The Bond that Ties - Prayer
By Rabbi Yehudah Prero
During the month of Elul, and on the High Holidays of Rosh HaShana and Yom
Kippur, we spend much time in prayer. In Elul, we say special prayers
called "Selichos" in preparation for our day of judgment. On Rosh HaShana,
our prayers are considerably longer than those on othe holidays. On Yom
Kippur, practically the entire day is spent in prayer. Because of the great
emphasis on prayer at this time of the year, it is helpful to gain a little
perspective on what is the role of prayer.
There is a dispute between two great scholars regarding the nature of
prayer. The Rambam, Maimonides, is of the opinion that we are required to
pray. This requirement is Mi'd'oraisa, Biblical in nature. The Ramban,
Nachmanides, on the other hand, takes a very different approach. He feels
that G-d never intended for prayer to be compulsory, that people pray to
Him because He said they should. Prayer, in the eyes of the Ramban, is a
gift from G-d. G-d gives us an opportunity to take advantage of the open
line we have to Him at any time, in any place, regarding any matter.
Rav Simcha Bunim of Peshischa explained how prayer is truly a kindness from
G-d. In the beginning of Bereshis (Genesis), we read of the curses that G-d
meted out to Adam, Chava (Eve), and the snake upon their violating the
prohibition against eating from the Eitz HaDa'as (the tree of knowledge).
The snake received the punishment of "and the dust of the earth you shall
eat all the days of your life." Rav Simcha Bunim asked why this punishment
is a curse. The snake, by virtue of this curse, was now a creature who
would be able to subside on dirt. This being the case, the snake was now a
creature who never had to look for or toil to obtain sustenance, as dirt is
everywhere! How can this be a curse?
To answer the question, Rav Simcha Bunim focuses his attention on the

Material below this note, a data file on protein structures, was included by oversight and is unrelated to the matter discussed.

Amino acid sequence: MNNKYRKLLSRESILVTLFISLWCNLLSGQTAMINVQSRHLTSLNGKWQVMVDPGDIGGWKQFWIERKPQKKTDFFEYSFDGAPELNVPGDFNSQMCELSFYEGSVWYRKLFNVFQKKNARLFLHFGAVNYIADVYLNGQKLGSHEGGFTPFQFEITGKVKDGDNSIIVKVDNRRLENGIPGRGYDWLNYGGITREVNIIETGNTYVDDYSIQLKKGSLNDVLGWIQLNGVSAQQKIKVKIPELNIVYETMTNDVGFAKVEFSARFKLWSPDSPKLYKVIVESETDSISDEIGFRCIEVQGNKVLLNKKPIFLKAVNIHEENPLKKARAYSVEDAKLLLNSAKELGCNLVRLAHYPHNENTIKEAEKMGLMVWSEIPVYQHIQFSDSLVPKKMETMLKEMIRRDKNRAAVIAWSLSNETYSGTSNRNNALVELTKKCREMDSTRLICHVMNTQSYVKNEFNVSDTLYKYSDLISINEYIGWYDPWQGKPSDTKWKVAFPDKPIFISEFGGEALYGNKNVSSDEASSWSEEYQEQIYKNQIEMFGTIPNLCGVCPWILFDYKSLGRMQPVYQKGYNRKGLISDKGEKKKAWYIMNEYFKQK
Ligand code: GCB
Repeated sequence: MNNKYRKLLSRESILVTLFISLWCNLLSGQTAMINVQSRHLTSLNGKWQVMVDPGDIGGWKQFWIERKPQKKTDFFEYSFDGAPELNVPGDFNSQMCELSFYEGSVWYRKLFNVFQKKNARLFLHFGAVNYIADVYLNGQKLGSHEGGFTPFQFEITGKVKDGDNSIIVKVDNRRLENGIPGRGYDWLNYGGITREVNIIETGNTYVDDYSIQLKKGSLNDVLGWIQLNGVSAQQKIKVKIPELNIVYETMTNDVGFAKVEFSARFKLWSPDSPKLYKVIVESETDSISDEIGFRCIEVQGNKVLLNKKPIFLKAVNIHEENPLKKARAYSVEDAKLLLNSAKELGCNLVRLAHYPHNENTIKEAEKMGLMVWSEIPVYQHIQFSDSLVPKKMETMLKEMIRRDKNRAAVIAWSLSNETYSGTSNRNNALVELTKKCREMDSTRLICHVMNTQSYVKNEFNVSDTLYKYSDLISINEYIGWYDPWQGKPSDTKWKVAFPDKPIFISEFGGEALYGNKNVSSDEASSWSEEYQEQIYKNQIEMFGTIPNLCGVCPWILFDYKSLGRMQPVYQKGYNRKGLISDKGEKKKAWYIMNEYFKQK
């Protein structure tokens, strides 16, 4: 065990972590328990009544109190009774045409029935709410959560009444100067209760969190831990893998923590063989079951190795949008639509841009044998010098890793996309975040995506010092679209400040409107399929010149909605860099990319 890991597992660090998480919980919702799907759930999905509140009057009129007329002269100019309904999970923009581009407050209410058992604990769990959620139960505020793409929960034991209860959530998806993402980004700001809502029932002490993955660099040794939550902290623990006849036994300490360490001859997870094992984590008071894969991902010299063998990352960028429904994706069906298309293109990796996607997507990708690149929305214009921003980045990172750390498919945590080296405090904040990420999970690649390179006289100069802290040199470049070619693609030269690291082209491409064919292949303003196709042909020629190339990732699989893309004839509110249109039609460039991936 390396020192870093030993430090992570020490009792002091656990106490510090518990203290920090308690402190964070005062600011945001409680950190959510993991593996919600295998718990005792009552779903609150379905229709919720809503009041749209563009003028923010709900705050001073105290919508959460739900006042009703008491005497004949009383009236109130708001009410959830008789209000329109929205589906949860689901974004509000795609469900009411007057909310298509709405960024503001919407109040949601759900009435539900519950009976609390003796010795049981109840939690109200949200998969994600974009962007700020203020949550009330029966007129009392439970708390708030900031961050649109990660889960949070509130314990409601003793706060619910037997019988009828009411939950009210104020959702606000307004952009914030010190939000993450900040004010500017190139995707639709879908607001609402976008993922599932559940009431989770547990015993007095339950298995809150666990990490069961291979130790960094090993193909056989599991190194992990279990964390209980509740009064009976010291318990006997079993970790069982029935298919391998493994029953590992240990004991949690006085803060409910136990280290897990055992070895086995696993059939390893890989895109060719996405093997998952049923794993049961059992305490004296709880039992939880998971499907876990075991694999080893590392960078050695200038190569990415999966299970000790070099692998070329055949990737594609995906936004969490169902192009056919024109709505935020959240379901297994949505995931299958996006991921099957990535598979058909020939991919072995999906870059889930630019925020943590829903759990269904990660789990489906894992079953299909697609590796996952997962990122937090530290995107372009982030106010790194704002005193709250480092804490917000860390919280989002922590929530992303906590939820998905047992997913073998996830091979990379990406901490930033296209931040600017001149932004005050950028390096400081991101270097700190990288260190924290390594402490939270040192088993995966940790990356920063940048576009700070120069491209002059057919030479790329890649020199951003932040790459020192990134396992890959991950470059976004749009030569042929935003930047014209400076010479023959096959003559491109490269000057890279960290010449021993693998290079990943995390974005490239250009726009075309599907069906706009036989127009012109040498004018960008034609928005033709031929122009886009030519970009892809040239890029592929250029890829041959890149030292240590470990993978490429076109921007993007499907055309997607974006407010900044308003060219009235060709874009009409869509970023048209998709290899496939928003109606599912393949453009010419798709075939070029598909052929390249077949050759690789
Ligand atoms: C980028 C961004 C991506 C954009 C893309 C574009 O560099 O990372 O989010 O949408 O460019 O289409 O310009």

curses that Adam and Chava received. To Adam, G-d said "By the sweat of
your brow you shall eat bread." To Chava, He said "With pains you shall
give birth." What follows from this is that if a man is having great
difficulty sustaining himself, he can turn to G-d for help. If a woman is
having a difficult time with childbirth, she can turn to G-d for help.
While both man and woman have to endure hardship in order to achieve
certain goals, they can both turn to G-d to ask for His assistance. Hashem
wants us to ask Him for help when we need it. The process of asking helps
to develop a bond between man and G-d. One should feel that he or she is
asking a friend, someone who is close, caring, and willing to help. Hashem
wants a close bond to exist between us and Him, and prayer is a way of
creating and strengthening this bond.
The snake, unfortunately, has all of his needs provided for. He has nothing
to ask of G-d. Anywhere he turns, he has what he needs. He has no
hardships, and nothing to request G-d's assistance with. Because he never
has to turn to G-d, the snake will never have an opportunity to develop a
relationship with G-d. He will never have ties of closeness with Hashem.
Hashem does not want to have ties of closeness with him. For this reason,
the fact that the snake will forever have a ready supply of sustenance is
truly a curse.
During this time of the year, we are presented with numerous opportunities
to pray, to come closer to G-d. As the Ramban said, prayer is a gift, a
kindness from G-d. We should try not to feel uncomfortable when we pray. We
should not feel burdened by the lengthy prayers. We should view the
opportunity that we have in the upcoming weeks as a time when we can really
'get close to Hashem.' We should take advantage of this fantastic
opportunity to speak with G-d. G-d very much wants to hear from us, and we
should not let Him down.
Check out all of the posts on Elul and Rosh HaShana. Head over to
http://www.torah.org/learning/yomtov/ to access the YomTov Page. Then click on the icon for the holiday of your choice.
For questions, comments, and topic requests, please write to Rabbi Yehudah Prero.
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